Monday, October 4, 2010

Identifcation in the Libelli

In the ancient world I would imagine identifying people in formal documentation to be a very difficult task. There was no photo identification, specific addresses and after the Edict of Caracalla many couldn't resist taking the nomen Aurelius. An example of identifying individuals in the ancient world can be found in the various surviving papyri libelli. The libelli (sing. libellus) were petitions issued in the time of Decius (250), certifying an individual's loyalty to pagan religion. At its core, it involved an attested certification that the individual had offered sacrifice to the gods.

P. Wisc. 2.87 (SB 3.6826)

To those appointed in Narmouthis to oversee the sacrifices. From Aurelius Aunes son of Silvanus of the village of Narmouthis. I have always been constant in sacrificing to the gods, and now too, in your presence, I have offered sacrifice in accordance with the orders, and I have poured a libtation, and I have eaten of the sacrificial offerings. I ask you to certify this below. May you proper. I, Aunes, aged about 19 with a scar on my right elbow.
I, Aurelius Sarapodorus, have certified.
I, Aurelius Patos, have certified.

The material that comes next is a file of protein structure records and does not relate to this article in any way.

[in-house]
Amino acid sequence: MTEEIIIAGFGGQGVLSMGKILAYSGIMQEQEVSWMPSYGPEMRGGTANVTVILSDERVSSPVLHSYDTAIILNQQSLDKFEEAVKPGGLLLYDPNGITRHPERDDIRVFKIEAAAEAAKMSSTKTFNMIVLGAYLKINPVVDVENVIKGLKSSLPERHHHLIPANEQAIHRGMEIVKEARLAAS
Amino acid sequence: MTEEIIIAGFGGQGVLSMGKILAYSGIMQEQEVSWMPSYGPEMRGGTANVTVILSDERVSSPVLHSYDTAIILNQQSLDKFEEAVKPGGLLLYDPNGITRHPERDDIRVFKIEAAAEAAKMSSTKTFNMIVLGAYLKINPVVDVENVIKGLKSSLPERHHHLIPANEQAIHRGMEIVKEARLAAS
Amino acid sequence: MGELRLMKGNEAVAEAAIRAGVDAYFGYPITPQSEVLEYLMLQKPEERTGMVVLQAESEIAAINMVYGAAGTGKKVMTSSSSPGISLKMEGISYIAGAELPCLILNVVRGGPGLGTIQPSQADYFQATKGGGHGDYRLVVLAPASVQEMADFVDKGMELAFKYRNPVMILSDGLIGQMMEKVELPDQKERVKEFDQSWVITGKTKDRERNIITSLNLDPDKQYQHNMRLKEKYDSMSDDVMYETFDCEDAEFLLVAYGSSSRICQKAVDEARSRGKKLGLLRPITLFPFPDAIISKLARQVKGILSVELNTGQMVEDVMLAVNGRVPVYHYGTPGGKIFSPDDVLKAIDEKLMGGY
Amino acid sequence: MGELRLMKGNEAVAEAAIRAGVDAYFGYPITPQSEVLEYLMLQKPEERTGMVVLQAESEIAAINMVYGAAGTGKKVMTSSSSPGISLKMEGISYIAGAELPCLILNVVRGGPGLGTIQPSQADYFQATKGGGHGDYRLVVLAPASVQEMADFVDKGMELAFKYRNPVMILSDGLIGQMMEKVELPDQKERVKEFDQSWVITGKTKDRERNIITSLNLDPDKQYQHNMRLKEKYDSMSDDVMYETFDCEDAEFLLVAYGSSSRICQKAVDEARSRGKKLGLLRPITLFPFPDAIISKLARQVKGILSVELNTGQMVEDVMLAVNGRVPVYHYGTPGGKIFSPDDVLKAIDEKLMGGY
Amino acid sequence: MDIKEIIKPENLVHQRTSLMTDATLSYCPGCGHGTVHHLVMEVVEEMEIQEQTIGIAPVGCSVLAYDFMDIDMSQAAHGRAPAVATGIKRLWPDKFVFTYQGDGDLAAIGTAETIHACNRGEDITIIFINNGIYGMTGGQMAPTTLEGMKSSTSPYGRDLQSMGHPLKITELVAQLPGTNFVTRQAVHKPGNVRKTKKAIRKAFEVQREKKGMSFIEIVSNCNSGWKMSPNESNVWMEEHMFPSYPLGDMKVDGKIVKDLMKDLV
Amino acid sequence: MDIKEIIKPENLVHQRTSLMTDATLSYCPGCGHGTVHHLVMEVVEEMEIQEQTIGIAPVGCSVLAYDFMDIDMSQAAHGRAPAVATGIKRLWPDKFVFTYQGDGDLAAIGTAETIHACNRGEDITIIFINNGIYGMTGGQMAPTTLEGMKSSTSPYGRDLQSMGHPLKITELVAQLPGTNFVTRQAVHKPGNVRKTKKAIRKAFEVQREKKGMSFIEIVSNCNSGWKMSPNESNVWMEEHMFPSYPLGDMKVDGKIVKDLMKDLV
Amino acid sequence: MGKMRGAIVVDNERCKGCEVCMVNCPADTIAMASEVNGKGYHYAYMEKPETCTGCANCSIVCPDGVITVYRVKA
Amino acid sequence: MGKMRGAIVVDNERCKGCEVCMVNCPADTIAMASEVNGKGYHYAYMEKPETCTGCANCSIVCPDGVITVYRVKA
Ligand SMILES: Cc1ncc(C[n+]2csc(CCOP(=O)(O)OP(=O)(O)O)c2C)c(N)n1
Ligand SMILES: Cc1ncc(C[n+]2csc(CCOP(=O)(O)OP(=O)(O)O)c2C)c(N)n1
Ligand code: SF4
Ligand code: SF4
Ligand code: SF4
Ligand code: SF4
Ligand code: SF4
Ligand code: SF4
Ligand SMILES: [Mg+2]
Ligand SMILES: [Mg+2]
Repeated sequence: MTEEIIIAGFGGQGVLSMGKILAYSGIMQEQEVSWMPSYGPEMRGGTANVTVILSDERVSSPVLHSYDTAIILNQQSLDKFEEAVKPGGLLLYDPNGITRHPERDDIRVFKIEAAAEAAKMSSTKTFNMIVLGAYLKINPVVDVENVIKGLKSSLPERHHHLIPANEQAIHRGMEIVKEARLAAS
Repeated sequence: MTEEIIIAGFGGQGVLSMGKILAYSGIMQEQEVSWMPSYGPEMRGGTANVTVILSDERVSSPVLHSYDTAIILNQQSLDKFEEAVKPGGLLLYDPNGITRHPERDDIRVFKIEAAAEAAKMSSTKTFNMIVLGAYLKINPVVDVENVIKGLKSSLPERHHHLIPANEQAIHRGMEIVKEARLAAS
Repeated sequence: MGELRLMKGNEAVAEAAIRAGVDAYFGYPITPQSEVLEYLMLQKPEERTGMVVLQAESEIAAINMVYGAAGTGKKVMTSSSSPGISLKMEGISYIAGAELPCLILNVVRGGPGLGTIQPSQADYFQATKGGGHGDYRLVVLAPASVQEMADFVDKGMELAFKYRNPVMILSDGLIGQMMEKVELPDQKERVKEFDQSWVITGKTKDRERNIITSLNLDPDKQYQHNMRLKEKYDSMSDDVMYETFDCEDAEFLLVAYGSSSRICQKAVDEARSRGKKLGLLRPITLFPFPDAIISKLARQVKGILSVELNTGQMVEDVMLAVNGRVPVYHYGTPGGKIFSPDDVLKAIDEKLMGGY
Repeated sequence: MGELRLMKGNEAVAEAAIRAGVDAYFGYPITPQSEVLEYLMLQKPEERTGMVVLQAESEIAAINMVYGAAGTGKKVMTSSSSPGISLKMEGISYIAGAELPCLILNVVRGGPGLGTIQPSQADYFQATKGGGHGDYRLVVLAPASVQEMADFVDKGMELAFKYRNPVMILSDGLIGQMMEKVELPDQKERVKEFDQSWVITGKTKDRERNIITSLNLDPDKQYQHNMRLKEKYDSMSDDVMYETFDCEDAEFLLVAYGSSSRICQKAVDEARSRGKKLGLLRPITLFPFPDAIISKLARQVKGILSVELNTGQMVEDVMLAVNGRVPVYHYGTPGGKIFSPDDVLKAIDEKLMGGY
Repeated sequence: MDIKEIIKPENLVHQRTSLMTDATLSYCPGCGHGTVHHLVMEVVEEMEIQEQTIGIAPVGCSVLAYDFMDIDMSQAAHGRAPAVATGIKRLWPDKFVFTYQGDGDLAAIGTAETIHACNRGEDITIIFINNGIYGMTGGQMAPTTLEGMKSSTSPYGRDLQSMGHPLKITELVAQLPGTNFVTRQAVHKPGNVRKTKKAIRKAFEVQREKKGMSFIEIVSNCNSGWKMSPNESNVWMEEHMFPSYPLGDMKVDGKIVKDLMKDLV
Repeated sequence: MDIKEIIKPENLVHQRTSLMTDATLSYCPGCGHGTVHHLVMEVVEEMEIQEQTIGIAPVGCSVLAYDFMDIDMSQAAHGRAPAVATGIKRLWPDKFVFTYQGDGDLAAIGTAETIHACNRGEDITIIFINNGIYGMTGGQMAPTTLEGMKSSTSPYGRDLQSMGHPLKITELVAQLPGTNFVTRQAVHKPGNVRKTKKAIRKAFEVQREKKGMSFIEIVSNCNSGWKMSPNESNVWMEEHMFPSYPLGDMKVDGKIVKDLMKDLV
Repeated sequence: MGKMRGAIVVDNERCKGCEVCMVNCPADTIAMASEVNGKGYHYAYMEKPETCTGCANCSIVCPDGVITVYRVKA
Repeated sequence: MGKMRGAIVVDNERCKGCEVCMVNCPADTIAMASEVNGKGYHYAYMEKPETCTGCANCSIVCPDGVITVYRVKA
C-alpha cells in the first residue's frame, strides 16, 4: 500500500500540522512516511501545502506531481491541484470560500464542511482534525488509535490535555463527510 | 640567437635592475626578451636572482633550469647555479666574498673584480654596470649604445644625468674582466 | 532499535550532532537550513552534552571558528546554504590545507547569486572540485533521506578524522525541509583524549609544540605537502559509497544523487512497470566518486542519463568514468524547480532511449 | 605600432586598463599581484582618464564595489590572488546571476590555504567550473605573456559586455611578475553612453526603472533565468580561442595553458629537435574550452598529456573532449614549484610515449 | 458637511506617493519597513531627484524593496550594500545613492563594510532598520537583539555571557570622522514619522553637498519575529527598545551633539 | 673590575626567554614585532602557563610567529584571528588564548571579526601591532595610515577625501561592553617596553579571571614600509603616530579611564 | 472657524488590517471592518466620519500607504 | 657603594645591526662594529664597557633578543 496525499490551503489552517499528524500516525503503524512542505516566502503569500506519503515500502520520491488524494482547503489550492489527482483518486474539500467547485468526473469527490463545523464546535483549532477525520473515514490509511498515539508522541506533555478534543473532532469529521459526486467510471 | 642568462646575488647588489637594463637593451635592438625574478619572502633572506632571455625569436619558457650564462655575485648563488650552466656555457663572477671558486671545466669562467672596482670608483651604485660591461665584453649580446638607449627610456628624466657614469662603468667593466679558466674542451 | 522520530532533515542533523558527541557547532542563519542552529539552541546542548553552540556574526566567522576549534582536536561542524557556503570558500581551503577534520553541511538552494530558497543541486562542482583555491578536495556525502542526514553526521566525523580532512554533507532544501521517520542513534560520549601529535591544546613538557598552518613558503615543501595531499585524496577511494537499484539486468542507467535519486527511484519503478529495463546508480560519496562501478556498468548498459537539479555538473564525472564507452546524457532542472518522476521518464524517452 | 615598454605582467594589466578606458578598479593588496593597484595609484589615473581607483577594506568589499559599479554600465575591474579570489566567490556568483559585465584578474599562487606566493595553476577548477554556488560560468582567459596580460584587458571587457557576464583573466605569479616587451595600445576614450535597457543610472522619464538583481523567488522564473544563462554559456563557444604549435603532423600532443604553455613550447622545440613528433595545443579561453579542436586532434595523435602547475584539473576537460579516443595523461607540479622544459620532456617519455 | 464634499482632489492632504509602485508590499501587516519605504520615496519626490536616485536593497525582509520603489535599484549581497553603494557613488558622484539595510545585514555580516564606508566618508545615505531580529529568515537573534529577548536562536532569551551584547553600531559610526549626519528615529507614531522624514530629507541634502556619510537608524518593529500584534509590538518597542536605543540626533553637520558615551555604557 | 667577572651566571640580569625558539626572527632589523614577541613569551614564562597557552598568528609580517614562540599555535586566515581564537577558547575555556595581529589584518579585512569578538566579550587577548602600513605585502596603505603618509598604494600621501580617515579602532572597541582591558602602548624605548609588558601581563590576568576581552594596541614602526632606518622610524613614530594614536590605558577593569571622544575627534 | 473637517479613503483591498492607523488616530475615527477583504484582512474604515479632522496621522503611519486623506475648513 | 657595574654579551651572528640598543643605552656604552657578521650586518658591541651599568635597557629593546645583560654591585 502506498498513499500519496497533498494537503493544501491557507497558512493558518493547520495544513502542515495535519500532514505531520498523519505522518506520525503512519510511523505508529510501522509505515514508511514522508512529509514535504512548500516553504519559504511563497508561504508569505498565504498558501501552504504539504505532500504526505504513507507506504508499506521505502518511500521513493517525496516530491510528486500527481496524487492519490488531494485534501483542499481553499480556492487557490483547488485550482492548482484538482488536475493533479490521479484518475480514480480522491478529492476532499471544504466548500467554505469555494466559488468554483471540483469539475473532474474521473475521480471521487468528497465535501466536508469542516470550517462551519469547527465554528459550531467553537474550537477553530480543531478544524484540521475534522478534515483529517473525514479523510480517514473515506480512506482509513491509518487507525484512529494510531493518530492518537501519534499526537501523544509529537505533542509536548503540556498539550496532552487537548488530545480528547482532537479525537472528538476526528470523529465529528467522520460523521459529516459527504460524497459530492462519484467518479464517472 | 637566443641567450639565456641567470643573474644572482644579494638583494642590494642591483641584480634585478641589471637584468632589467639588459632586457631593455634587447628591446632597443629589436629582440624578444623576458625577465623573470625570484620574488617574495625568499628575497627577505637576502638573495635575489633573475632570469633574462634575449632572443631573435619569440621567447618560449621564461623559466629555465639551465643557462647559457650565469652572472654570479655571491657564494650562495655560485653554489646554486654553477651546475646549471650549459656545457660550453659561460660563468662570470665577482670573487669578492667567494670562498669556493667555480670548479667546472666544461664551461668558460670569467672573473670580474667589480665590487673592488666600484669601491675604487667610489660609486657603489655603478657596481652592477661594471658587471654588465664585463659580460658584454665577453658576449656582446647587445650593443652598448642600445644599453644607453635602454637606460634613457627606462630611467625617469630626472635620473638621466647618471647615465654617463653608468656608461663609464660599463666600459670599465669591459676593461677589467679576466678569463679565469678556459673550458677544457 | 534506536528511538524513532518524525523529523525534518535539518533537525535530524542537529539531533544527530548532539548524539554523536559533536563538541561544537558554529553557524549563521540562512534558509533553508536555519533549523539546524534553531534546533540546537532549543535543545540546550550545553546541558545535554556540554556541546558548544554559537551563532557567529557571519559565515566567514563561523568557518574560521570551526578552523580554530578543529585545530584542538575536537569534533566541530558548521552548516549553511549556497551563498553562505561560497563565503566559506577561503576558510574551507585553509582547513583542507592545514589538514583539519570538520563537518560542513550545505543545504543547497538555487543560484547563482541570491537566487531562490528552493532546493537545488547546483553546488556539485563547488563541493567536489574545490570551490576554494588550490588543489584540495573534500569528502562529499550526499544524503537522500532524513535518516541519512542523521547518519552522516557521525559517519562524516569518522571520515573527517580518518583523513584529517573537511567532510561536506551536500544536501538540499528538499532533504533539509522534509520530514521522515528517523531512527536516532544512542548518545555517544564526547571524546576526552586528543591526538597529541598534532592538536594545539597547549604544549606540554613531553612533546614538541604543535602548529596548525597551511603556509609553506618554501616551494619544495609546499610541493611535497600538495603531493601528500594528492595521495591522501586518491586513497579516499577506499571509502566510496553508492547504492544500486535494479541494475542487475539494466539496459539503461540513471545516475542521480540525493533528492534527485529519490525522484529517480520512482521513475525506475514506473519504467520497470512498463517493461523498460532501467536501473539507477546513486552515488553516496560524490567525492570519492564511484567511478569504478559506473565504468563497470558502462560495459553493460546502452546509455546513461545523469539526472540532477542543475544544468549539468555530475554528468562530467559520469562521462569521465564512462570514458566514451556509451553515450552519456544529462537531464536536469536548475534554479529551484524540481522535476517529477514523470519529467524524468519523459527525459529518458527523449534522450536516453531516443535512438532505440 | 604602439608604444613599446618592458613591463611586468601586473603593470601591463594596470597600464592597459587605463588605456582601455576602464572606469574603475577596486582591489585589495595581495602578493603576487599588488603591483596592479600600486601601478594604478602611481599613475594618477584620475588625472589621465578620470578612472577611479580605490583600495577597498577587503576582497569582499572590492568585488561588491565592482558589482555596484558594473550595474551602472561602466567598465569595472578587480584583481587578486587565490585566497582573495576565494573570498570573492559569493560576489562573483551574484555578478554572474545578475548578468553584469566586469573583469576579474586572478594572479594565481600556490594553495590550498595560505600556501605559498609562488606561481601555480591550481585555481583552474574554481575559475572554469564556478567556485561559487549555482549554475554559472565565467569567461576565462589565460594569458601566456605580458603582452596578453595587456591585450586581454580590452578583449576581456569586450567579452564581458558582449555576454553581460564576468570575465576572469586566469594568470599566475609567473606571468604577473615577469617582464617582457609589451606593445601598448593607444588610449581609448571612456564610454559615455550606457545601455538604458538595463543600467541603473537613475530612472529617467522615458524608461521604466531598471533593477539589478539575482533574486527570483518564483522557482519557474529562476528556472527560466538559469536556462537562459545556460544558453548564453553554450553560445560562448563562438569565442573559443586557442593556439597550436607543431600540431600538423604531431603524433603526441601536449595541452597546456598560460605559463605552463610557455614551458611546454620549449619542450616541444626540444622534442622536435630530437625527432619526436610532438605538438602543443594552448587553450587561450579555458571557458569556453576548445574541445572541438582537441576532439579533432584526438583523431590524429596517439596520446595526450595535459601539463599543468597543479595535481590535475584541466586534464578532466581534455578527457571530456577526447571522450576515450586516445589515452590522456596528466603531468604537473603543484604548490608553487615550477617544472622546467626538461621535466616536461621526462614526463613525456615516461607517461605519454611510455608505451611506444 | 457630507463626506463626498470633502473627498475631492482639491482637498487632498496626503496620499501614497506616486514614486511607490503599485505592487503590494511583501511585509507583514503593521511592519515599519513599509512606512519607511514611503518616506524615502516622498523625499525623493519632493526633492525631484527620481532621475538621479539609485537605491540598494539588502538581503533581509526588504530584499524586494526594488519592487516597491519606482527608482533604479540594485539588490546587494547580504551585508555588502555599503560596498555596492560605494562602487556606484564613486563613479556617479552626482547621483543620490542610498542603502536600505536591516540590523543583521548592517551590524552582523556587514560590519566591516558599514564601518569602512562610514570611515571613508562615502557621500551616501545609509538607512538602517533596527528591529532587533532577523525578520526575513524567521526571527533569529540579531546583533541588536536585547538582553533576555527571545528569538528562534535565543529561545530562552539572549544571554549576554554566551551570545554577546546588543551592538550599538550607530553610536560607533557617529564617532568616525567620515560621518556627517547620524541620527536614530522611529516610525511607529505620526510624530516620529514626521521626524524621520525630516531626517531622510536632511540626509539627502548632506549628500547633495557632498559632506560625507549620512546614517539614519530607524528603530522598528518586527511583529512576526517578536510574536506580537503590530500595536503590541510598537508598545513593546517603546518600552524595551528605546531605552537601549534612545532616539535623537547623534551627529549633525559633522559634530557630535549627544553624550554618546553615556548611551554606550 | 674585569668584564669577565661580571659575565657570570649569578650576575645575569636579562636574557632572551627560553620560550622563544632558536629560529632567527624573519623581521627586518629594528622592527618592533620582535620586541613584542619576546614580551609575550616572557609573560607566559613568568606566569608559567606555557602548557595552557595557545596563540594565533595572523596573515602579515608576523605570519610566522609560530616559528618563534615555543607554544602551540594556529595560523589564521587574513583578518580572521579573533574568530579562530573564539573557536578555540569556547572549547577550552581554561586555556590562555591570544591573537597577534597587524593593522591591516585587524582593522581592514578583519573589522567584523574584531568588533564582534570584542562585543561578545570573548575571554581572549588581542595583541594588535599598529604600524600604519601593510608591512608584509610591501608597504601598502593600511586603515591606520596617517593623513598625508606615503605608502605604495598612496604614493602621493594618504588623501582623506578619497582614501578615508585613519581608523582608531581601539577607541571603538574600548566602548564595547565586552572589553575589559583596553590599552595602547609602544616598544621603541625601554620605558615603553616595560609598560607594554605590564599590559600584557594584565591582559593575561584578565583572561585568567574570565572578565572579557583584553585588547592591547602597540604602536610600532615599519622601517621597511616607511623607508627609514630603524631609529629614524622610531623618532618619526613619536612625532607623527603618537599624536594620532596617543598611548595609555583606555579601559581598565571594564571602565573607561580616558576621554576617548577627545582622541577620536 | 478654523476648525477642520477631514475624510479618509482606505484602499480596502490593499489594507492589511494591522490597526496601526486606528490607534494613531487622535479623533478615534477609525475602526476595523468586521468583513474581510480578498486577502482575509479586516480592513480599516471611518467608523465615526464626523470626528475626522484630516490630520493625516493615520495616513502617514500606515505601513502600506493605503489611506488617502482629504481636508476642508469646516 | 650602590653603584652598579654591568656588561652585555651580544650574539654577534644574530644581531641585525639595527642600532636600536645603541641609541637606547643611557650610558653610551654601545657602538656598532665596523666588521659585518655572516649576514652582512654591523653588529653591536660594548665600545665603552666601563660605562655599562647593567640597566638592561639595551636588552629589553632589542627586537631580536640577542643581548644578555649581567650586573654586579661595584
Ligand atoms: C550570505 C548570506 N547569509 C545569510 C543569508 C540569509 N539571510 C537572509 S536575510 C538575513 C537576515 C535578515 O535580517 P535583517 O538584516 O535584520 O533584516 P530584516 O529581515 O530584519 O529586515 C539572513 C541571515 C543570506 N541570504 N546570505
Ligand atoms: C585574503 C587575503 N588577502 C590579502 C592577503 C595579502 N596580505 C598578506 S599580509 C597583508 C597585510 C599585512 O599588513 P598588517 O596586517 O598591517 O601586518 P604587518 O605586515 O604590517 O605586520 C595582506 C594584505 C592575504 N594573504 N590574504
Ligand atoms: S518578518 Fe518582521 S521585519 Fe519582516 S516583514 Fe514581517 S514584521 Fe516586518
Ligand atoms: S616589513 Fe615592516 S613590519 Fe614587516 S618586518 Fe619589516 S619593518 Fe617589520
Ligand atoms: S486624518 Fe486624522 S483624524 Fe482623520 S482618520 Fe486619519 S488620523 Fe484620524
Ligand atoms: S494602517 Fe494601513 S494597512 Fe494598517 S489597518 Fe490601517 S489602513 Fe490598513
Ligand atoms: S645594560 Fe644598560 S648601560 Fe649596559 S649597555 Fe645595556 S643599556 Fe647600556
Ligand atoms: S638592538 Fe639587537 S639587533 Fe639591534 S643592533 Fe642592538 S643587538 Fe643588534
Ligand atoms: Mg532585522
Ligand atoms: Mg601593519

I, Aurelius ...mon, have certified.
I, Aurelius [Sera?]pion, have certified.
I, Aurelius...onius, have certified.
I, Aurelius Itonin, have certified.
The year one of the Emperor Caesar Gaius Messius Quintus Traianus Decius Pius Felix Augustus. Pauni 10.

This libellus makes the point. We have the common familial references, the village, we have a heap of Aureliuses and we have Decius' super long name. What I like is the reference to the "scar on my right elbow" as identification. In P.Lips. 2.152 the sacrifice is certified by "Aurelios Serenus, about 60 years old with a scar on his left leg"; Aurelius Diogenes "aged 72 years, with a scar on his right eyebrow" was certified in W. Chr. 124. I wonder how we today would like to be identified by our scars?

An interesting identification is that of "Aurelia Demos, fatherless, daughter of Helen and wife of Aurelius Irenaeus."(P.Ryld. 1.12.) Hath the virgin conceived?

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